A Message to Our Customers(apple.com)

over 3 years ago from Jérémy Barbet, Front-end developer @ Ueno.

  • Jim SilvermanJim Silverman, over 3 years ago

    Again in plain English, the FBI wants Apple to create a special version of iOS that only works on the one iPhone they have recovered.

    pretty big detail that's being overlooked. the court order is about accessing ONE iPhone. i don't see why Apple can't do this without hellfire and brimstone raining down.

    1 point
    • Kushtrim XhaferiKushtrim Xhaferi, over 3 years ago

      if they do it for the ONE iphone, than it can be done for all. once a wall is down, you can't go back.

      6 points
      • Jim SilvermanJim Silverman, over 3 years ago

        another important detail:

        The FBI will send Apple the recovered iPhone so that this customized version of iOS never physically leaves the Apple campus.

        each instance would need a specific court order and Apple's compliance.

        0 points
        • Ethan BondEthan Bond, over 3 years ago (edited over 3 years ago )

          Right up until the FBI asks them to do it for one that Apple does not want to comply with. The danger here is all in the precedent.

          Currently, Apple's defense has mostly been "we have no technical ability to decrypt users' phones." This is what protects them from being held in contempt of court when denying court orders to do as such.

          If they say "yes he's a terrorist anyways, we can do it just for this one instance," it proves that they can also do it for drug dealers, drug users, political dissidents, journalists – politicians even. You might say "well they'd need a court order, so that wouldn't happen for dissidents/journalists/politicians" and you'd be right... if you were talking exclusively about American dissidents or politicians. Foreign people are offered no such protection, and if Apple creates the ability to target them, you'd be naive to think the FBI/CIA wouldn't leverage it every chance they got.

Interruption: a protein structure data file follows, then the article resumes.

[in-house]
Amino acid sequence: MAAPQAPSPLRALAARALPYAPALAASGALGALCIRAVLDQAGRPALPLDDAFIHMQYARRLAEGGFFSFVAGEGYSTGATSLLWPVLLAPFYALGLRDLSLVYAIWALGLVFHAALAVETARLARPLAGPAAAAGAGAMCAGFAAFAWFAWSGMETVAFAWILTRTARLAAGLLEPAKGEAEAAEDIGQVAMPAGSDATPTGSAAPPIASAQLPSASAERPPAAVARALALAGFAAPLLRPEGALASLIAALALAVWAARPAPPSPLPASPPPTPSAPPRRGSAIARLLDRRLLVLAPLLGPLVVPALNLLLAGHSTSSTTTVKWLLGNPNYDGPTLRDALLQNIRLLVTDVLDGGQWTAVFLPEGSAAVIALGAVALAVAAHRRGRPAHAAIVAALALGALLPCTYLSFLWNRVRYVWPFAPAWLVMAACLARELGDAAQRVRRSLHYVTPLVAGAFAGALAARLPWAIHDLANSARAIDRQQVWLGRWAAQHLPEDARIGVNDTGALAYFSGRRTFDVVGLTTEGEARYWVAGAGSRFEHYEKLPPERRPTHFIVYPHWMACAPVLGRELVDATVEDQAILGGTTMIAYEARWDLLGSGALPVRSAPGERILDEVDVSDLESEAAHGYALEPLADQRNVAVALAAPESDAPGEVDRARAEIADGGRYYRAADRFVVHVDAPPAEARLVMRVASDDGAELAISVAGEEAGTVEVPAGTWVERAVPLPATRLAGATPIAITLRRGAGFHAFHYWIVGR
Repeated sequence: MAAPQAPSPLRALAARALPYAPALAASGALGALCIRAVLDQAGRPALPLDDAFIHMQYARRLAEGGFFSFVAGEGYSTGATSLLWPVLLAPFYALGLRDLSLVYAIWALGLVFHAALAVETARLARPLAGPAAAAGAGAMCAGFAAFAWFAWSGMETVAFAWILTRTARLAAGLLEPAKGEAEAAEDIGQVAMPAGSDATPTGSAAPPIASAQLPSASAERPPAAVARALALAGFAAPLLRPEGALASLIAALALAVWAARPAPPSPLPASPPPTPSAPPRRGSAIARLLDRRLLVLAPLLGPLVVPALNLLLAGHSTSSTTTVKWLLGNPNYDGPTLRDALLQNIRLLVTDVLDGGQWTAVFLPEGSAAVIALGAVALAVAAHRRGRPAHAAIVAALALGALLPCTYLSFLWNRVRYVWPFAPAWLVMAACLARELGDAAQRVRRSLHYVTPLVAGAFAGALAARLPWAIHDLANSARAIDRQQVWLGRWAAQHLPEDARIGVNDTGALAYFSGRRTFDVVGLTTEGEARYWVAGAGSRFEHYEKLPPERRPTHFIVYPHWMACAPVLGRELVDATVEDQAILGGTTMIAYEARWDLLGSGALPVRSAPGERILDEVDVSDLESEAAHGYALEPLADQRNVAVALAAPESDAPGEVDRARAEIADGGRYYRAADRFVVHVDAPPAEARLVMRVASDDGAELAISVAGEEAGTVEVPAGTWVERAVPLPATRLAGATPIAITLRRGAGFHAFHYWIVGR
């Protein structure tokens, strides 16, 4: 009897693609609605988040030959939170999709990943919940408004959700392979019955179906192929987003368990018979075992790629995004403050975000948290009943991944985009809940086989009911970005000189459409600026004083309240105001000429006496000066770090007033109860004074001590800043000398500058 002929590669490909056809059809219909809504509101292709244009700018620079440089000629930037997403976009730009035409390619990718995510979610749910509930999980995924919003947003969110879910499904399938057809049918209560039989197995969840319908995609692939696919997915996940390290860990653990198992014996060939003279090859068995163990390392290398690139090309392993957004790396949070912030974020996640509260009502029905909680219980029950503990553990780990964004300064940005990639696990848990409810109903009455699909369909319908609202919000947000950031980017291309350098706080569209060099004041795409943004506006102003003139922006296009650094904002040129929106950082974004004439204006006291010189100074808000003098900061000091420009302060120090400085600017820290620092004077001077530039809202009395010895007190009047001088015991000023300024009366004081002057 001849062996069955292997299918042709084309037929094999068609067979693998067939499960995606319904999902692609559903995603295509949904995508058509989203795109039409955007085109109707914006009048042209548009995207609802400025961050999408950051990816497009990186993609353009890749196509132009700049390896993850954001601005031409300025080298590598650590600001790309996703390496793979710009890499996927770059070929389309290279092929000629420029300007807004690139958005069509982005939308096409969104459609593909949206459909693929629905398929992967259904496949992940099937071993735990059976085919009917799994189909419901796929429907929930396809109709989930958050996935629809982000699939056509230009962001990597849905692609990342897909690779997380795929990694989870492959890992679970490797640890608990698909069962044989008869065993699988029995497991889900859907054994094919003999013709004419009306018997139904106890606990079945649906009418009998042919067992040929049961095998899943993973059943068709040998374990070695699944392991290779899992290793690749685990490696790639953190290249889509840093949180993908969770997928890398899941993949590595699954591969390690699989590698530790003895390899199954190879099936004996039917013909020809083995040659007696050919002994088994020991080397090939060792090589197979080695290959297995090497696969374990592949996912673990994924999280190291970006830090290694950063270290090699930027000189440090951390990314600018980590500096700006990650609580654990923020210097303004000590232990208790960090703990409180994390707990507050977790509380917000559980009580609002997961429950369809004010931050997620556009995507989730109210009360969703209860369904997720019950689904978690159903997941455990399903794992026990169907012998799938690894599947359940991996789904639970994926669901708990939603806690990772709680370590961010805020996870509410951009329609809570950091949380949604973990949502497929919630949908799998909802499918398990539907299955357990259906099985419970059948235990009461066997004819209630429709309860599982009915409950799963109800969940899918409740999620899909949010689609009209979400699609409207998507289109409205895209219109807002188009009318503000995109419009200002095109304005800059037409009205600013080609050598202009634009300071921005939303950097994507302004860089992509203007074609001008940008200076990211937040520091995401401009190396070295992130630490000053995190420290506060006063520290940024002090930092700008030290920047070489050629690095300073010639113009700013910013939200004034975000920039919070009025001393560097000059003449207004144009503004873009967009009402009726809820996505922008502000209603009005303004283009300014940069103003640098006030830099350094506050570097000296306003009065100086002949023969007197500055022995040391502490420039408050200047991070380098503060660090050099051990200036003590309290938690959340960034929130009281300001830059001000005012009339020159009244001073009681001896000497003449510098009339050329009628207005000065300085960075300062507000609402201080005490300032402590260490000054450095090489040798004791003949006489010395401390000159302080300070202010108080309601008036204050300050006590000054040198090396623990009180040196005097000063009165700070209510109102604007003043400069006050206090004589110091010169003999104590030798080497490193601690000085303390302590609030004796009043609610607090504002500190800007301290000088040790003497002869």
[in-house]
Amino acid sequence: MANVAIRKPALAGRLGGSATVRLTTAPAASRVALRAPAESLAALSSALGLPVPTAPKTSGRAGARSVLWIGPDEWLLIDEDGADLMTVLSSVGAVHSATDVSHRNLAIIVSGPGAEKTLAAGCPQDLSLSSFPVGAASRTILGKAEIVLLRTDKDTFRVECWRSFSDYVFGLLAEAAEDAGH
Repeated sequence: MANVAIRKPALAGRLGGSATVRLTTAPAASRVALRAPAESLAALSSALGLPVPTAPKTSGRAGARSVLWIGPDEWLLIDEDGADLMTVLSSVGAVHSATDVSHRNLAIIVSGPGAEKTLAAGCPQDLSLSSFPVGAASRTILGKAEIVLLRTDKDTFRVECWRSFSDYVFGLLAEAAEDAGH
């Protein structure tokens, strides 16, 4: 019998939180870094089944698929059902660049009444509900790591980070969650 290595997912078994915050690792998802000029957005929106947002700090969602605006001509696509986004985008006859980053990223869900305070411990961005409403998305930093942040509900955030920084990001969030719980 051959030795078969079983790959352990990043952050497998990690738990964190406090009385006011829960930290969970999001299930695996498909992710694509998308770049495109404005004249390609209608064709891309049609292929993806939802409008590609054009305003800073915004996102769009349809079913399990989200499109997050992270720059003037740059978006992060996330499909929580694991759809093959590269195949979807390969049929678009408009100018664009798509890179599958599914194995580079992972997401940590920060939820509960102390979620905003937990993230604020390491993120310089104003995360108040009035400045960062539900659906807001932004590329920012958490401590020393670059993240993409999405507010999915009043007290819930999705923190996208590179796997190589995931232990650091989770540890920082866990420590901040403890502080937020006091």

That's all still under the assumption that every court order is a valid one (a stretch, these days).

          This is a bad thing for everyone. Apple should be praised for this stance, it takes serious spine to stand up to both the federal government as well as a population that wants nothing more than to rid itself of terrorism.

          7 points
          • Marc EdwardsMarc Edwards, over 3 years ago

            The danger here is all in the precedent.

            Yes × 1,000,000.

            This case is a very big deal, and it deserves the attention it’s getting.

            3 points
    • Jeff ShinJeff Shin, over 3 years ago

      I think the biggest concern is precedent. If Apple complies here, then it creates precedent that may allow other judges in other cases to order Apple to do the same, but for a different UDID.

      7 points
      • Jim SilvermanJim Silverman, over 3 years ago

        as long as it's a warranted search, as this is, i don't see the issue.

        0 points
        • Daniel De LaneyDaniel De Laney, over 3 years ago

          A warrant is meaningless in the modern age. Government agencies can get any warrant for anything they want, whether the search is legitimate or not.

          See also: FISA court and NSA.

          5 points
      • Nic TrentNic Trent, over 3 years ago

        First they ask for a back door, then they ask for a direct NSA stream, then FBI... ya never know.

        0 points
    • Terry OTerry O, over 3 years ago

      It's called setting a precedent.

      2 points